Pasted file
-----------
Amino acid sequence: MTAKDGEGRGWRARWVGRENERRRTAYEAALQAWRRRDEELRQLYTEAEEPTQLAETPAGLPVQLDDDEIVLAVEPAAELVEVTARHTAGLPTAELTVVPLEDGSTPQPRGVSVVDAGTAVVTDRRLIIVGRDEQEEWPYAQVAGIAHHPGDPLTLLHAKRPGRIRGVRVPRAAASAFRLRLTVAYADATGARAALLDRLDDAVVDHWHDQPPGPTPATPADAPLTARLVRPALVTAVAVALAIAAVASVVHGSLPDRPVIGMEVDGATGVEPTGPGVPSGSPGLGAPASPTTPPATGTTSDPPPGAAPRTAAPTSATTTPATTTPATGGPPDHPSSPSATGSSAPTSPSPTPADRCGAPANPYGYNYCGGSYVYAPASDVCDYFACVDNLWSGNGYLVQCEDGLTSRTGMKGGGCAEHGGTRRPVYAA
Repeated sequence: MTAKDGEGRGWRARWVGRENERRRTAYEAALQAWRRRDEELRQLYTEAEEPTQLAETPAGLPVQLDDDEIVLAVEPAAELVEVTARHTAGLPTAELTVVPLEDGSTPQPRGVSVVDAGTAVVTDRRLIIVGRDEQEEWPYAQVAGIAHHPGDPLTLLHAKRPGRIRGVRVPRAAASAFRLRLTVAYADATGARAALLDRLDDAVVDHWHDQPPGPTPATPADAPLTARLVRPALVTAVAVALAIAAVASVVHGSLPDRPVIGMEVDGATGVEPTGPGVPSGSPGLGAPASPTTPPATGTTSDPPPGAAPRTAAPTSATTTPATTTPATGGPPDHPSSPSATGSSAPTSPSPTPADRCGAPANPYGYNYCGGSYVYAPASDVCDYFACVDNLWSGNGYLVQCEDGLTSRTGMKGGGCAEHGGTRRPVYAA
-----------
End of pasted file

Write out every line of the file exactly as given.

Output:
Amino acid sequence: MTAKDGEGRGWRARWVGRENERRRTAYEAALQAWRRRDEELRQLYTEAEEPTQLAETPAGLPVQLDDDEIVLAVEPAAELVEVTARHTAGLPTAELTVVPLEDGSTPQPRGVSVVDAGTAVVTDRRLIIVGRDEQEEWPYAQVAGIAHHPGDPLTLLHAKRPGRIRGVRVPRAAASAFRLRLTVAYADATGARAALLDRLDDAVVDHWHDQPPGPTPATPADAPLTARLVRPALVTAVAVALAIAAVASVVHGSLPDRPVIGMEVDGATGVEPTGPGVPSGSPGLGAPASPTTPPATGTTSDPPPGAAPRTAAPTSATTTPATTTPATGGPPDHPSSPSATGSSAPTSPSPTPADRCGAPANPYGYNYCGGSYVYAPASDVCDYFACVDNLWSGNGYLVQCEDGLTSRTGMKGGGCAEHGGTRRPVYAA
Repeated sequence: MTAKDGEGRGWRARWVGRENERRRTAYEAALQAWRRRDEELRQLYTEAEEPTQLAETPAGLPVQLDDDEIVLAVEPAAELVEVTARHTAGLPTAELTVVPLEDGSTPQPRGVSVVDAGTAVVTDRRLIIVGRDEQEEWPYAQVAGIAHHPGDPLTLLHAKRPGRIRGVRVPRAAASAFRLRLTVAYADATGARAALLDRLDDAVVDHWHDQPPGPTPATPADAPLTARLVRPALVTAVAVALAIAAVASVVHGSLPDRPVIGMEVDGATGVEPTGPGVPSGSPGLGAPASPTTPPATGTTSDPPPGAAPRTAAPTSATTTPATTTPATGGPPDHPSSPSATGSSAPTSPSPTPADRCGAPANPYGYNYCGGSYVYAPASDVCDYFACVDNLWSGNGYLVQCEDGLTSRTGMKGGGCAEHGGTRRPVYAA